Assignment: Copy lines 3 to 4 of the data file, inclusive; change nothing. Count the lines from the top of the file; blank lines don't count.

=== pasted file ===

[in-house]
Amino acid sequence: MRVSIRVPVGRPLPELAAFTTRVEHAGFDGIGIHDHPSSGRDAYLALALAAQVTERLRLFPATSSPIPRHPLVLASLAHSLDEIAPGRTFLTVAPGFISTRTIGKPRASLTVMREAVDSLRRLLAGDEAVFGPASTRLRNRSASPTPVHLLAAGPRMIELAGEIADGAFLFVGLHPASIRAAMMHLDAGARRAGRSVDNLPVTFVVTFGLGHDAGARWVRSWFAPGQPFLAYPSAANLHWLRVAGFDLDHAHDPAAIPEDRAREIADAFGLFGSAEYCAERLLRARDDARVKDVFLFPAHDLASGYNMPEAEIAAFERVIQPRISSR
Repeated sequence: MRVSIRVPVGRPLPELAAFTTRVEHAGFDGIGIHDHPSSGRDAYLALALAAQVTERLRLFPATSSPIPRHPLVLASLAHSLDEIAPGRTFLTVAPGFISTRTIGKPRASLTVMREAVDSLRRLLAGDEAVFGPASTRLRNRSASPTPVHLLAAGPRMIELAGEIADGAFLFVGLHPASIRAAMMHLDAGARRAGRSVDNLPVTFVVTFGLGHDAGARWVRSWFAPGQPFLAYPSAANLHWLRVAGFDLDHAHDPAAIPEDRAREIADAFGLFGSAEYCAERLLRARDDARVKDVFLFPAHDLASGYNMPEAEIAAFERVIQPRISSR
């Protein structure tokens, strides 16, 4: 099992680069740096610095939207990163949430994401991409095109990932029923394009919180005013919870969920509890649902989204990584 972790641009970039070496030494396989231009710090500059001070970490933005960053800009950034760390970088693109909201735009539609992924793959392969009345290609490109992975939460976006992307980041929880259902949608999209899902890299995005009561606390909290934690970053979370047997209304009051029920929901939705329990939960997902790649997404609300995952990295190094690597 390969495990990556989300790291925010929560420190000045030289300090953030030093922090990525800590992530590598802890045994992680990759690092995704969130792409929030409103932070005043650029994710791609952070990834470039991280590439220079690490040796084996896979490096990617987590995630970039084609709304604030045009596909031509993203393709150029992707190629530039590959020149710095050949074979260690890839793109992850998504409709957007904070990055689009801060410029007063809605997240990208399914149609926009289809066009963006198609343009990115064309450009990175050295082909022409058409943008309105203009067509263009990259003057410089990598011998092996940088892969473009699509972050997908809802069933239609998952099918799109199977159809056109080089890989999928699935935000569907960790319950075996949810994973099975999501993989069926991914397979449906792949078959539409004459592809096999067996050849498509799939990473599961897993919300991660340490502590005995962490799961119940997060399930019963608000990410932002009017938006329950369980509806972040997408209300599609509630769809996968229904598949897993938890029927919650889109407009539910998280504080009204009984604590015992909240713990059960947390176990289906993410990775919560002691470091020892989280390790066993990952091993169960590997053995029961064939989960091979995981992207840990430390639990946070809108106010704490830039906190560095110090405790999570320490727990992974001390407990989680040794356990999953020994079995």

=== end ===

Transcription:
Repeated sequence: MRVSIRVPVGRPLPELAAFTTRVEHAGFDGIGIHDHPSSGRDAYLALALAAQVTERLRLFPATSSPIPRHPLVLASLAHSLDEIAPGRTFLTVAPGFISTRTIGKPRASLTVMREAVDSLRRLLAGDEAVFGPASTRLRNRSASPTPVHLLAAGPRMIELAGEIADGAFLFVGLHPASIRAAMMHLDAGARRAGRSVDNLPVTFVVTFGLGHDAGARWVRSWFAPGQPFLAYPSAANLHWLRVAGFDLDHAHDPAAIPEDRAREIADAFGLFGSAEYCAERLLRARDDARVKDVFLFPAHDLASGYNMPEAEIAAFERVIQPRISSR
């Protein structure tokens, strides 16, 4: 099992680069740096610095939207990163949430994401991409095109990932029923394009919180005013919870969920509890649902989204990584 972790641009970039070496030494396989231009710090500059001070970490933005960053800009950034760390970088693109909201735009539609992924793959392969009345290609490109992975939460976006992307980041929880259902949608999209899902890299995005009561606390909290934690970053979370047997209304009051029920929901939705329990939960997902790649997404609300995952990295190094690597 390969495990990556989300790291925010929560420190000045030289300090953030030093922090990525800590992530590598802890045994992680990759690092995704969130792409929030409103932070005043650029994710791609952070990834470039991280590439220079690490040796084996896979490096990617987590995630970039084609709304604030045009596909031509993203393709150029992707190629530039590959020149710095050949074979260690890839793109992850998504409709957007904070990055689009801060410029007063809605997240990208399914149609926009289809066009963006198609343009990115064309450009990175050295082909022409058409943008309105203009067509263009990259003057410089990598011998092996940088892969473009699509972050997908809802069933239609998952099918799109199977159809056109080089890989999928699935935000569907960790319950075996949810994973099975999501993989069926991914397979449906792949078959539409004459592809096999067996050849498509799939990473599961897993919300991660340490502590005995962490799961119940997060399930019963608000990410932002009017938006329950369980509806972040997408209300599609509630769809996968229904598949897993938890029927919650889109407009539910998280504080009204009984604590015992909240713990059960947390176990289906993410990775919560002691470091020892989280390790066993990952091993169960590997053995029961064939989960091979995981992207840990430390639990946070809108106010704490830039906190560095110090405790999570320490727990992974001390407990989680040794356990999953020994079995």